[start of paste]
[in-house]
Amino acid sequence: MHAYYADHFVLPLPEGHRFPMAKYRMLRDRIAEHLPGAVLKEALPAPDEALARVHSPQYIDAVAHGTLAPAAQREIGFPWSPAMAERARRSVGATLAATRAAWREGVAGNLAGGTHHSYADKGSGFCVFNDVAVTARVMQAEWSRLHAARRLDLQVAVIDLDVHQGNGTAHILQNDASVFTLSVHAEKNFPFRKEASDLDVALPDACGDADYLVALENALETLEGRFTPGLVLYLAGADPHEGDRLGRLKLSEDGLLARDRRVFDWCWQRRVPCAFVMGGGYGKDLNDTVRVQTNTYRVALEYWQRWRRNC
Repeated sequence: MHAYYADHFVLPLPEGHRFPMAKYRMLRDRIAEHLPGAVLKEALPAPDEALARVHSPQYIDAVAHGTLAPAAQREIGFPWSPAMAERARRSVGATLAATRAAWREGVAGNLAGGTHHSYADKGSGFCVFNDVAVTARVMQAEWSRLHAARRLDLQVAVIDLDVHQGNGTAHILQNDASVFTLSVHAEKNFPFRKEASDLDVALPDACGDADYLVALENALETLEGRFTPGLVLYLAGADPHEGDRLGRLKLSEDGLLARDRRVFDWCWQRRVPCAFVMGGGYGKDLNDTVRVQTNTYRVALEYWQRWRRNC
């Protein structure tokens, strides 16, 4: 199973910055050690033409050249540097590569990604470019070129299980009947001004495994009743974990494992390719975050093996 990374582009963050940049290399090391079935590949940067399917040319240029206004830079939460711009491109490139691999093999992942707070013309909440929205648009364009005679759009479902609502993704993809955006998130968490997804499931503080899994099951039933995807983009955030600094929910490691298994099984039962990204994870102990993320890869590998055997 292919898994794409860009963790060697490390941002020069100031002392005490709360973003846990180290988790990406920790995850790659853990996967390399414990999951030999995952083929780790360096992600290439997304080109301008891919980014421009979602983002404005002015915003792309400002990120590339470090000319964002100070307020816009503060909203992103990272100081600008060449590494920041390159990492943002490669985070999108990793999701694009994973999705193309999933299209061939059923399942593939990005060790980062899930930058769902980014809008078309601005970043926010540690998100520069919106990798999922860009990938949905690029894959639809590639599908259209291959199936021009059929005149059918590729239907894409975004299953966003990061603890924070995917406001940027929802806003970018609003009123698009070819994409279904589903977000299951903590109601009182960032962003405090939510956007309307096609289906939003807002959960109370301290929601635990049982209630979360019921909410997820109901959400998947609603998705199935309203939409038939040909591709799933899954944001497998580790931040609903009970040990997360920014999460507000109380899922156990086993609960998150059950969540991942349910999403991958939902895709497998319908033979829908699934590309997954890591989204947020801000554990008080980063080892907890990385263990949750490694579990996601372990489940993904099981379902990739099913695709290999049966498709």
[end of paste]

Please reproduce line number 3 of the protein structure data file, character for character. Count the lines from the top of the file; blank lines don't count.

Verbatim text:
Repeated sequence: MHAYYADHFVLPLPEGHRFPMAKYRMLRDRIAEHLPGAVLKEALPAPDEALARVHSPQYIDAVAHGTLAPAAQREIGFPWSPAMAERARRSVGATLAATRAAWREGVAGNLAGGTHHSYADKGSGFCVFNDVAVTARVMQAEWSRLHAARRLDLQVAVIDLDVHQGNGTAHILQNDASVFTLSVHAEKNFPFRKEASDLDVALPDACGDADYLVALENALETLEGRFTPGLVLYLAGADPHEGDRLGRLKLSEDGLLARDRRVFDWCWQRRVPCAFVMGGGYGKDLNDTVRVQTNTYRVALEYWQRWRRNC